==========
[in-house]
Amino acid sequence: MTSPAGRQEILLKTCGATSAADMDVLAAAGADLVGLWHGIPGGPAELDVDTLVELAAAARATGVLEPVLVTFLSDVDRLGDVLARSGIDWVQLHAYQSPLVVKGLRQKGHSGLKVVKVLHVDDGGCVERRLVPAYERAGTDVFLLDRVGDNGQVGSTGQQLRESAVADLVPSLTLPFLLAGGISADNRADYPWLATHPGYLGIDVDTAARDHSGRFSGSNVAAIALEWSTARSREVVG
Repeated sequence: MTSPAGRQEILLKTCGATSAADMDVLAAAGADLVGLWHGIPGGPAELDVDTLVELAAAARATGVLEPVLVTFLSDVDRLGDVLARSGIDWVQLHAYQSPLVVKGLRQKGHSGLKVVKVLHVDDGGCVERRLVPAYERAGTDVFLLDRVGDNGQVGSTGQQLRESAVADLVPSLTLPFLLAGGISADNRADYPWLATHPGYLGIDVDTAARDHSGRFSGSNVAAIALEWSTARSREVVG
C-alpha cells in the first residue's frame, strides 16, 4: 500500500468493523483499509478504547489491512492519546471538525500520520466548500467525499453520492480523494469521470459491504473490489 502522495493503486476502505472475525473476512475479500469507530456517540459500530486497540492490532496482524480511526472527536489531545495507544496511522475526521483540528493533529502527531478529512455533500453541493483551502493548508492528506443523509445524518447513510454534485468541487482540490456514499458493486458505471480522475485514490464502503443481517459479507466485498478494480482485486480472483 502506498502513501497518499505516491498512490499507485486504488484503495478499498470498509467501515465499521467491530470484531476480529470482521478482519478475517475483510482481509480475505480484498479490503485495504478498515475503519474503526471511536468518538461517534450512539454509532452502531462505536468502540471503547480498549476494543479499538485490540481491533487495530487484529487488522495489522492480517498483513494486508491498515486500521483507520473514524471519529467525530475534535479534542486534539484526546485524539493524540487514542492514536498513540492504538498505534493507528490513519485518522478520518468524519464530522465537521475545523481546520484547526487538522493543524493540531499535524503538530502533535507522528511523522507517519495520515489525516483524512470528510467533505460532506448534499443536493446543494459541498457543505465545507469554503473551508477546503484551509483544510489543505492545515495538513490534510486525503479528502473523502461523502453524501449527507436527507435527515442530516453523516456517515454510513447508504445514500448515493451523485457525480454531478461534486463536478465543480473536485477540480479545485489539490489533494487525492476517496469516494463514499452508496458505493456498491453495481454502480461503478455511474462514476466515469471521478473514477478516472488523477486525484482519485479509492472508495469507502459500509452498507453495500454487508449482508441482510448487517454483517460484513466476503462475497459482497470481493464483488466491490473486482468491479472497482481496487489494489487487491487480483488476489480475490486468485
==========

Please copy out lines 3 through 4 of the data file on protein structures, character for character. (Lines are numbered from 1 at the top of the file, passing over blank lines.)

Repeated sequence: MTSPAGRQEILLKTCGATSAADMDVLAAAGADLVGLWHGIPGGPAELDVDTLVELAAAARATGVLEPVLVTFLSDVDRLGDVLARSGIDWVQLHAYQSPLVVKGLRQKGHSGLKVVKVLHVDDGGCVERRLVPAYERAGTDVFLLDRVGDNGQVGSTGQQLRESAVADLVPSLTLPFLLAGGISADNRADYPWLATHPGYLGIDVDTAARDHSGRFSGSNVAAIALEWSTARSREVVG
C-alpha cells in the first residue's frame, strides 16, 4: 500500500468493523483499509478504547489491512492519546471538525500520520466548500467525499453520492480523494469521470459491504473490489 502522495493503486476502505472475525473476512475479500469507530456517540459500530486497540492490532496482524480511526472527536489531545495507544496511522475526521483540528493533529502527531478529512455533500453541493483551502493548508492528506443523509445524518447513510454534485468541487482540490456514499458493486458505471480522475485514490464502503443481517459479507466485498478494480482485486480472483 502506498502513501497518499505516491498512490499507485486504488484503495478499498470498509467501515465499521467491530470484531476480529470482521478482519478475517475483510482481509480475505480484498479490503485495504478498515475503519474503526471511536468518538461517534450512539454509532452502531462505536468502540471503547480498549476494543479499538485490540481491533487495530487484529487488522495489522492480517498483513494486508491498515486500521483507520473514524471519529467525530475534535479534542486534539484526546485524539493524540487514542492514536498513540492504538498505534493507528490513519485518522478520518468524519464530522465537521475545523481546520484547526487538522493543524493540531499535524503538530502533535507522528511523522507517519495520515489525516483524512470528510467533505460532506448534499443536493446543494459541498457543505465545507469554503473551508477546503484551509483544510489543505492545515495538513490534510486525503479528502473523502461523502453524501449527507436527507435527515442530516453523516456517515454510513447508504445514500448515493451523485457525480454531478461534486463536478465543480473536485477540480479545485489539490489533494487525492476517496469516494463514499452508496458505493456498491453495481454502480461503478455511474462514476466515469471521478473514477478516472488523477486525484482519485479509492472508495469507502459500509452498507453495500454487508449482508441482510448487517454483517460484513466476503462475497459482497470481493464483488466491490473486482468491479472497482481496487489494489487487491487480483488476489480475490486468485